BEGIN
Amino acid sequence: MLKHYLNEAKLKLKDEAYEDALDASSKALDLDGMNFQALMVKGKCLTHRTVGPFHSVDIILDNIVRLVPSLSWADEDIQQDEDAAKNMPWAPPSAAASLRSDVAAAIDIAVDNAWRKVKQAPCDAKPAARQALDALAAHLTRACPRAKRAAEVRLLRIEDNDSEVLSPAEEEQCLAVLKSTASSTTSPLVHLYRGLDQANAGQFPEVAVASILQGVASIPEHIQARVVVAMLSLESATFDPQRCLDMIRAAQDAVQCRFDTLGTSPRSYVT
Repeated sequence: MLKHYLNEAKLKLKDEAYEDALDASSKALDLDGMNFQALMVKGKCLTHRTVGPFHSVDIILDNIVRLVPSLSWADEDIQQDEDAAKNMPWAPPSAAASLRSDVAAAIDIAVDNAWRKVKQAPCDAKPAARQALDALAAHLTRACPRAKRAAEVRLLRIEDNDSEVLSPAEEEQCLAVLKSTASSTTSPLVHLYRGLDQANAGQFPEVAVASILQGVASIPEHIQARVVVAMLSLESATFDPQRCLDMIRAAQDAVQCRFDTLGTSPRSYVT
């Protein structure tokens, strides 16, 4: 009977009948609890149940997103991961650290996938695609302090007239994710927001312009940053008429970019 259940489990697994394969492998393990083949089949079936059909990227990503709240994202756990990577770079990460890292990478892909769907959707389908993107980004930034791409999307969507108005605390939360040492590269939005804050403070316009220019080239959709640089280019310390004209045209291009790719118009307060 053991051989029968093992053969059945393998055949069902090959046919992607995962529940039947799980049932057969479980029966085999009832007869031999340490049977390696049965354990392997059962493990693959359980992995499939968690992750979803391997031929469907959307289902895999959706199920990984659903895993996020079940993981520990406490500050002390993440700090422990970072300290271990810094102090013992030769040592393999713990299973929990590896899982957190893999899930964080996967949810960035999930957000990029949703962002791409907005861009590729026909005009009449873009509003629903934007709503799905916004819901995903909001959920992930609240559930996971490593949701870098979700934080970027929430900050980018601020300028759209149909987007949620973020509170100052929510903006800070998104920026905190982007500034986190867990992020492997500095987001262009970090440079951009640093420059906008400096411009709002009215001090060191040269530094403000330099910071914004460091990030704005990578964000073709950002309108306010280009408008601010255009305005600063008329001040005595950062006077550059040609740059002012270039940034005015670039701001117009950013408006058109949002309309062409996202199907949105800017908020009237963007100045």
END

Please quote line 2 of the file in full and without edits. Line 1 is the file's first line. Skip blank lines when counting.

Repeated sequence: MLKHYLNEAKLKLKDEAYEDALDASSKALDLDGMNFQALMVKGKCLTHRTVGPFHSVDIILDNIVRLVPSLSWADEDIQQDEDAAKNMPWAPPSAAASLRSDVAAAIDIAVDNAWRKVKQAPCDAKPAARQALDALAAHLTRACPRAKRAAEVRLLRIEDNDSEVLSPAEEEQCLAVLKSTASSTTSPLVHLYRGLDQANAGQFPEVAVASILQGVASIPEHIQARVVVAMLSLESATFDPQRCLDMIRAAQDAVQCRFDTLGTSPRSYVT